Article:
Excellent thoughts. I’m a broke millennial myself, have been to the local UU congregation three times now. The first day I came I said to myself that If I were to get even the hint that this is a business, or that my only value to them is what I can contribute financially, I would never come again. So far that hasn’t been my perception, though I’m still weary to be honest. It bothers me that they pass a collection plate (why not use a box by the entrance so people can donate anonymously?). It bothers me that they require a financial commitment to be recognized as a full member.

    I want to be a part of a communal effort at doing good in this world, but if that community thinks the only way I can accomplish this is through monetary donations, well, I have nothing to give them anyway. I’m more than willing to do any hard work you ask, but money is something I simply don’t have.

    • Lowie94

      Andres, you’ll probably hear people talk about contributing “time, talent, and treasure” because all three of those things are recognized as having value. Those of us who don’t have much money will often make up for that by contributing our time or talent, which is equally important and equally appreciated. It’s nice to hear that you’ve visited your local UU congregation three times already, and even nicer to know that you’ve found your way here to this UUA blog! Remember that you can still derive all the social and spiritual benefits of participating in church life even if you can’t afford whatever minimum pledge happens to accompany “membership”. Official “membership” gives you the right to vote on the annual budget — maybe that’s why it’s reserved for folks who have some financial “skin in the game”, so to speak. But please rest assured that your worth and your pledge are definitely NOT the same thing in the eyes of a UU congregation. We each contribute in our own unique way. 🙂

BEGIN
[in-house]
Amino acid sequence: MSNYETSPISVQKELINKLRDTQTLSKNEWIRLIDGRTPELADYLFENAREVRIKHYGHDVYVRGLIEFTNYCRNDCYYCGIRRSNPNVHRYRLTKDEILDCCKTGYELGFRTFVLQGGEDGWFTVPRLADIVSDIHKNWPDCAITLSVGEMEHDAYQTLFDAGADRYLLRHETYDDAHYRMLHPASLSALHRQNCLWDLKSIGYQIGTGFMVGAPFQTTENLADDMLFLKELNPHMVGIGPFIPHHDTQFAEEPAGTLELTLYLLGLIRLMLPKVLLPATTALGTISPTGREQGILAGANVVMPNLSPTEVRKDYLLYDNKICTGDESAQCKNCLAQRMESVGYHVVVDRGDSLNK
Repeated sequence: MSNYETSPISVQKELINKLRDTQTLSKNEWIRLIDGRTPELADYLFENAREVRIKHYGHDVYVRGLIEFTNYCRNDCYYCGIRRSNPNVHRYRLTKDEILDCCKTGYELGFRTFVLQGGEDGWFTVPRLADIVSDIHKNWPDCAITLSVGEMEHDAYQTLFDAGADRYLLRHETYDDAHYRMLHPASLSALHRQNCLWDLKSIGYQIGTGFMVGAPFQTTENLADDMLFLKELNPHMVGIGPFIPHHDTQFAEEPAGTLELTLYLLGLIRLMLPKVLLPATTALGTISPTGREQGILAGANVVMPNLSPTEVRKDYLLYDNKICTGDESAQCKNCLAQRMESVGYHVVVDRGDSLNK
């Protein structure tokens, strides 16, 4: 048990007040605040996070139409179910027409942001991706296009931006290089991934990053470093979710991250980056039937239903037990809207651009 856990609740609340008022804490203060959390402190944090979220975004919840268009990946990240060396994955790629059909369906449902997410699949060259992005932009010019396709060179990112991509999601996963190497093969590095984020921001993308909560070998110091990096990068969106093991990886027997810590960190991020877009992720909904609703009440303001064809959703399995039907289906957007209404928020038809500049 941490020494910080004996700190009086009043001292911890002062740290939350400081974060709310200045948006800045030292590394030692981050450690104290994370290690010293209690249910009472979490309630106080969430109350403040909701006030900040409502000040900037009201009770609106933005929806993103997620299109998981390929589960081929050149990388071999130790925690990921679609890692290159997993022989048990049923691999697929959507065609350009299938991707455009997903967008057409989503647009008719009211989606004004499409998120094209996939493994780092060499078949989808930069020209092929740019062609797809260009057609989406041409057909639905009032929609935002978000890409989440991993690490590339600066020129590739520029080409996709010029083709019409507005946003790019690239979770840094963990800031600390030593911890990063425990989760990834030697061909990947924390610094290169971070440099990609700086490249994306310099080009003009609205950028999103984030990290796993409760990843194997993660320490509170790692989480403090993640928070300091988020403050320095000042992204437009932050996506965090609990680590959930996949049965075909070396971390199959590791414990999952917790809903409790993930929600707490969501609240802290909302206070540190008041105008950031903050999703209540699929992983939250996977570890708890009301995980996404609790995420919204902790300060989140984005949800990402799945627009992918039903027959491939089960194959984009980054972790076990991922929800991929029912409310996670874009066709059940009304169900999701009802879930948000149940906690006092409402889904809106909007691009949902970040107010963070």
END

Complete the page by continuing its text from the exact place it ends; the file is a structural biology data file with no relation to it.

• Andres Torres

        Thanks for the kind reply. I want to contribute my time and talent; as for treasure, I’ll give when I can. So far my experience has been positive and it’s very refreshing to be in a congregation where I am not made to feel guilty about innumerable things.

        • vitalleaders

          Thanks for sharing your thoughts and experiences!

  • Shirley Bond

    I agree completely. Thanks Renee. So refreshing….

  • Chris Packard

    I wonder where the generation between the Boomers and the Millennials fits in to this?

  • Jill Sunde

    a majority of household budgets are strapped. retirees living on a budget and/or living two places. people are unemployed, in school, under employed. having conversations around financial support for a church takes a low rung on the ladder. it does make a difference how “busy” a millennial is as well as our young adults and older adults are all collectively busier. retirees lead more active lives and adults with school age children are involved programs with their children. continuing to look for ways to contribute remains an individual decision.

  • chris6nisk5

    I agree with you Renee, but we still need a physical building to meet in. But how do we compete with the fundamentalist Christian mega-churches that seem to attract a large number of families & young people who are willing to tithe 10% of their before tax income. My brother has been doing this for over 30 years. He wasn’t able to buy his own house until he was almost 50 since he was spending the extra money for his church.
    From a regular UU attendee.